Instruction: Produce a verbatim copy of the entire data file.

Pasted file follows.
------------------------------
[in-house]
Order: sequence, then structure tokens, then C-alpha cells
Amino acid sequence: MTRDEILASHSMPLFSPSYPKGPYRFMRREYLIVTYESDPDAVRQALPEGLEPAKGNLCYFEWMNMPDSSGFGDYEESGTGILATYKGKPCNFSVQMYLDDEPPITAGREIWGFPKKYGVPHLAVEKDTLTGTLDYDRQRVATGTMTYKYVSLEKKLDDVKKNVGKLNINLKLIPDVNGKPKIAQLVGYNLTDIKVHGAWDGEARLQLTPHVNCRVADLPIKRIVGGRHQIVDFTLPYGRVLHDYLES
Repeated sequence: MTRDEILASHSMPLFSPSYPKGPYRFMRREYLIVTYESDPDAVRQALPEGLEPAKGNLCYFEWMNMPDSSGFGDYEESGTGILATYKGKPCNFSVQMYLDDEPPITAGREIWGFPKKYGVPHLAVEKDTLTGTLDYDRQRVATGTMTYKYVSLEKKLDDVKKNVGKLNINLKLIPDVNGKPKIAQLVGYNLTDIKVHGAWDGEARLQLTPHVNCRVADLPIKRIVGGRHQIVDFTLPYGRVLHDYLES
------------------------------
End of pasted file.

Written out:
[in-house]
Order: sequence, then structure tokens, then C-alpha cells
Amino acid sequence: MTRDEILASHSMPLFSPSYPKGPYRFMRREYLIVTYESDPDAVRQALPEGLEPAKGNLCYFEWMNMPDSSGFGDYEESGTGILATYKGKPCNFSVQMYLDDEPPITAGREIWGFPKKYGVPHLAVEKDTLTGTLDYDRQRVATGTMTYKYVSLEKKLDDVKKNVGKLNINLKLIPDVNGKPKIAQLVGYNLTDIKVHGAWDGEARLQLTPHVNCRVADLPIKRIVGGRHQIVDFTLPYGRVLHDYLES
Repeated sequence: MTRDEILASHSMPLFSPSYPKGPYRFMRREYLIVTYESDPDAVRQALPEGLEPAKGNLCYFEWMNMPDSSGFGDYEESGTGILATYKGKPCNFSVQMYLDDEPPITAGREIWGFPKKYGVPHLAVEKDTLTGTLDYDRQRVATGTMTYKYVSLEKKLDDVKKNVGKLNINLKLIPDVNGKPKIAQLVGYNLTDIKVHGAWDGEARLQLTPHVNCRVADLPIKRIVGGRHQIVDFTLPYGRVLHDYLES